I would speak to the teacher about what can be done, but you need to acknowledge to him/her that your DS has been spoken to about the name-calling etc so that they can see that you are on-side and aware that your DS is only human, too. Then I would ask if you can work together to move things forward to tackle the bahaviour and protect your child.

TheLadyEvenstar Thu 21-Jul-11 11:01:27

I agree with the fact he may not have been diagnosed it took 8 years for dr's to finally listen to me and DS1 now a week away from 13 was finally diagnosed in Feb this year.

Bizkit Thu 21-Jul-11 11:11:43

I just dont think the school do enough in regards to bullying, my DS has had years of being pushed, kicked etc. At one point in yr 2 he had a group of kids taking his hat and throwing it about, and kicking him and pulling his trousers down, this had been going on for a while until the teacher finally cottoned on and had a word with all the kids and brought their parents in. We have a few incidents here and there of pushing, kicking, but this one just seems a bit more serious.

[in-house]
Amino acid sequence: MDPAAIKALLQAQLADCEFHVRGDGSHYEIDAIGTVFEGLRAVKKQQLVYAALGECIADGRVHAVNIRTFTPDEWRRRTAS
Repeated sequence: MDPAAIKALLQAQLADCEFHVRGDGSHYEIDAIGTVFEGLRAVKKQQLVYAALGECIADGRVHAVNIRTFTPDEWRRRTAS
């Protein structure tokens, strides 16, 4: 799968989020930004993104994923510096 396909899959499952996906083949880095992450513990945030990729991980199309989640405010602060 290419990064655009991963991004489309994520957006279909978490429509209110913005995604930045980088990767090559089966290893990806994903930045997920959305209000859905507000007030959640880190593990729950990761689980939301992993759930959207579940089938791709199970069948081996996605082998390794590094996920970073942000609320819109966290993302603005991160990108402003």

The last time he was hit found the face I asked him what the teacher said and he told me she just told the other child 'not to to do that', which imo isnt enough.
Their bullying motto is 'talk to each other' let the kids sort it between themselves, which obv isnt working.
The whole of his year group had been in trouble for alot of bad behaviour that has been going on this year

thederkinsdame Thu 21-Jul-11 11:11:54